andreas at kostyrka.priv.at
Sun Aug 18 20:21:44 CEST 2002
Am Mit, 2002-07-24 um 10.40 schrieb Alex Martelli:
> By the way, while probably not a saving of money, if you prefer online
> material consider O'Reilly's "Safari" offering. Several other publishers
Well, they do not allow offline usage (they even explicitly forbid
things like "web robots" to spider the content).
And it's a "renting" schema, because you can only replace books. (To add
books you have to increase your monthly payment.)
Sorry guys, this is a library like service. I can get most of these
books also at my local university library. :) [for free].
A book I can put in a bag. A online-only ebook I cannot put on my laptop
when I'm working outside.
Now I'm a big fan of ebooks but only without any hint of "DRM".
<rant> For example I mostly buy science fiction books on
www.webscription.net (www.baen.com), because I can use(read) them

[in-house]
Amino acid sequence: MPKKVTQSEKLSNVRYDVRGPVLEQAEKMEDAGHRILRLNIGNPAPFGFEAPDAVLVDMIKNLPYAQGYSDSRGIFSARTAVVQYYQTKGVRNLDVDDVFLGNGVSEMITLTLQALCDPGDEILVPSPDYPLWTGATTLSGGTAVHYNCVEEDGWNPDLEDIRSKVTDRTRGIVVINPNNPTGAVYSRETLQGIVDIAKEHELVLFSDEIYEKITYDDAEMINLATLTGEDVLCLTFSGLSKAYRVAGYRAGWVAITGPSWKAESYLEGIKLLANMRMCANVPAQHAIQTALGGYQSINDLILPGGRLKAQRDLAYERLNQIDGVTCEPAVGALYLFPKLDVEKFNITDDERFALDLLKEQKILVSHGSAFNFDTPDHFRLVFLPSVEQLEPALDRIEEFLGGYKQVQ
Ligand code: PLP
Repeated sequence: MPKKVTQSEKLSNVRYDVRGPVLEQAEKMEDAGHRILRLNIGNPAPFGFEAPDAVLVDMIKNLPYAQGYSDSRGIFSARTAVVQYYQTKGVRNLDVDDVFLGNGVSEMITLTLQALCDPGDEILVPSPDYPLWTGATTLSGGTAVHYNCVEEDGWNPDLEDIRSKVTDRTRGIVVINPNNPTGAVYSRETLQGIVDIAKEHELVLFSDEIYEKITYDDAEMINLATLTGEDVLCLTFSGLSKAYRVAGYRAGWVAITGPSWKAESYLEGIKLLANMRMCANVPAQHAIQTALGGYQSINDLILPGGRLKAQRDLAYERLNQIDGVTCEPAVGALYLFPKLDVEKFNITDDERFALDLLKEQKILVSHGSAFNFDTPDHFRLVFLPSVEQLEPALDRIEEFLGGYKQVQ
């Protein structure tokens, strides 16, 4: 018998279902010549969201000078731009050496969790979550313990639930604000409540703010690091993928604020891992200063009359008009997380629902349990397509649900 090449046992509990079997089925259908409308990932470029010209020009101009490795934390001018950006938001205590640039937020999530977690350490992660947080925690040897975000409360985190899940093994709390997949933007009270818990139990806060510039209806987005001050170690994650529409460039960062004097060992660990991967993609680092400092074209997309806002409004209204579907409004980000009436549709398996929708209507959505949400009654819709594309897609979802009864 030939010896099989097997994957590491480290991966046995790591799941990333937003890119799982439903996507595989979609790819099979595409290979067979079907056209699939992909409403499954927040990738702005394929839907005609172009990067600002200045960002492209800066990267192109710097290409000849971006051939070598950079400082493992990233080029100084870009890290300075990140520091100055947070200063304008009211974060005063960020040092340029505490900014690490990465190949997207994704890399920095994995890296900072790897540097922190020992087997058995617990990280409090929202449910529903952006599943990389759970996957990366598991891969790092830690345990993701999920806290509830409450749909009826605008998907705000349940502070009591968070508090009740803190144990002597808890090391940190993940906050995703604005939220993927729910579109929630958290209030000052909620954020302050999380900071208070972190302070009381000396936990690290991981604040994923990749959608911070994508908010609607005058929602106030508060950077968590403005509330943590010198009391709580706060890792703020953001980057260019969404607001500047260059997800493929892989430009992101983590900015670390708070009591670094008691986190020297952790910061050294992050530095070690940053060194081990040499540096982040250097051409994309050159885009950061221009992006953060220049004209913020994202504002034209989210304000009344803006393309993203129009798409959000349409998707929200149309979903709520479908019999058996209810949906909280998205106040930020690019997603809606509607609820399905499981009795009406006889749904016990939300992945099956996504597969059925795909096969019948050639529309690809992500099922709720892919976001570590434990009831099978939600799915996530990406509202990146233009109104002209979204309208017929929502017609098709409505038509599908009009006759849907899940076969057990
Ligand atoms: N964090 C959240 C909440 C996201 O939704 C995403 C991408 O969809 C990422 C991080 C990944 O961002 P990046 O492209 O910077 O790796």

without any troubles.
The funny thing is, that I haven't yet have the opportunity to pirate my
ebook collection. Why should I, when the prices are that attractive?
> are together with O'Reilly's in the "Safari" scheme, but I'm not familiar
> with the other publishers' online offerings -- I do know however that
> O'Reilly's are excellent. I love books, real, solid, physical paper
> books -- my house and study are both chock full of them -- but online
> material does have its own pluses too. People with eyesight problems
> are probably most sensitive to those pluses -- the worse your eyesight,
> the more the possibility of using screen readers appeals. But even
> for you eagle-eyed guys, such pluses as searching and copy-and-paste
> should not be ignored.
Well, for many users, internet is a metered commodity. (Most often
metered by the minute.) So requiring being online can be quite
expensive. OTOH, DRM encrypted content is also problematic. Well, I
deleted my Windows partition after 9 months not having booted it.
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